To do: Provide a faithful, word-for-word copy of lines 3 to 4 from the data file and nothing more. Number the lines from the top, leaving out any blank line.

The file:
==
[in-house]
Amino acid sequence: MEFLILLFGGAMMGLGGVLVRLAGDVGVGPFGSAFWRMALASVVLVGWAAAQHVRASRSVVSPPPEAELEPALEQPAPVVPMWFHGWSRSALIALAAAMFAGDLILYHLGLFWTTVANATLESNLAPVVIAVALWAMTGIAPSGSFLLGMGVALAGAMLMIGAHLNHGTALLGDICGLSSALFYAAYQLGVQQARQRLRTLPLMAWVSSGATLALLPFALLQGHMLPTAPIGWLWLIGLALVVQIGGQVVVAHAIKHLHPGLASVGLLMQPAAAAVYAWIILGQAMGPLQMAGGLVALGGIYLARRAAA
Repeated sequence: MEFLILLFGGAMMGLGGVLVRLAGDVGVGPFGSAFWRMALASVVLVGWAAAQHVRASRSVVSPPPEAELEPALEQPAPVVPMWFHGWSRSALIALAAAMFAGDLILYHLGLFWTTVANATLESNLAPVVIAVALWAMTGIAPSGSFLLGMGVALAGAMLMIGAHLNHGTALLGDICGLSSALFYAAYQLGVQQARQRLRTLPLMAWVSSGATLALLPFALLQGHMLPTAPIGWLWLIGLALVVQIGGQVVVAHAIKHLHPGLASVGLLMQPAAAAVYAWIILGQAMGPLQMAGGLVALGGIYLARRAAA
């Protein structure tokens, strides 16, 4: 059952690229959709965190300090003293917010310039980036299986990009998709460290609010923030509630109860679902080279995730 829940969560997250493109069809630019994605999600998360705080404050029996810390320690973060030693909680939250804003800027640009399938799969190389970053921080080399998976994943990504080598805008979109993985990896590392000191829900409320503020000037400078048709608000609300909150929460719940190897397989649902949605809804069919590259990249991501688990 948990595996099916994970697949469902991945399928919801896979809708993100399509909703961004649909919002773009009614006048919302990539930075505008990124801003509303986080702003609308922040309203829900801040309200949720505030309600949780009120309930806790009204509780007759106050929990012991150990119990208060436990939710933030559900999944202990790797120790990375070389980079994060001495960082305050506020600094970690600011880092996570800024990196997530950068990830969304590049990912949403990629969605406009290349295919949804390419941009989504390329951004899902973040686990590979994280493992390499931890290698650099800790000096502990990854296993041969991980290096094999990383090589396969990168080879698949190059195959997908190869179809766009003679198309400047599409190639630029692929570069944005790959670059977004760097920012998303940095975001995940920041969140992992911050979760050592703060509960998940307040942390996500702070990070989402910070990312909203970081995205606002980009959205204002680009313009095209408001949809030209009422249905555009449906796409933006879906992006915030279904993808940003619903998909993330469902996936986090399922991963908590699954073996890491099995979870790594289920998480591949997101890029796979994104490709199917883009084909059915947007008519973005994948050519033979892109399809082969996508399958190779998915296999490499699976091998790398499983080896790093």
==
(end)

Repeated sequence: MEFLILLFGGAMMGLGGVLVRLAGDVGVGPFGSAFWRMALASVVLVGWAAAQHVRASRSVVSPPPEAELEPALEQPAPVVPMWFHGWSRSALIALAAAMFAGDLILYHLGLFWTTVANATLESNLAPVVIAVALWAMTGIAPSGSFLLGMGVALAGAMLMIGAHLNHGTALLGDICGLSSALFYAAYQLGVQQARQRLRTLPLMAWVSSGATLALLPFALLQGHMLPTAPIGWLWLIGLALVVQIGGQVVVAHAIKHLHPGLASVGLLMQPAAAAVYAWIILGQAMGPLQMAGGLVALGGIYLARRAAA
């Protein structure tokens, strides 16, 4: 059952690229959709965190300090003293917010310039980036299986990009998709460290609010923030509630109860679902080279995730 829940969560997250493109069809630019994605999600998360705080404050029996810390320690973060030693909680939250804003800027640009399938799969190389970053921080080399998976994943990504080598805008979109993985990896590392000191829900409320503020000037400078048709608000609300909150929460719940190897397989649902949605809804069919590259990249991501688990 948990595996099916994970697949469902991945399928919801896979809708993100399509909703961004649909919002773009009614006048919302990539930075505008990124801003509303986080702003609308922040309203829900801040309200949720505030309600949780009120309930806790009204509780007759106050929990012991150990119990208060436990939710933030559900999944202990790797120790990375070389980079994060001495960082305050506020600094970690600011880092996570800024990196997530950068990830969304590049990912949403990629969605406009290349295919949804390419941009989504390329951004899902973040686990590979994280493992390499931890290698650099800790000096502990990854296993041969991980290096094999990383090589396969990168080879698949190059195959997908190869179809766009003679198309400047599409190639630029692929570069944005790959670059977004760097920012998303940095975001995940920041969140992992911050979760050592703060509960998940307040942390996500702070990070989402910070990312909203970081995205606002980009959205204002680009313009095209408001949809030209009422249905555009449906796409933006879906992006915030279904993808940003619903998909993330469902996936986090399922991963908590699954073996890491099995979870790594289920998480591949997101890029796979994104490709199917883009084909059915947007008519973005994948050519033979892109399809082969996508399958190779998915296999490499699976091998790398499983080896790093």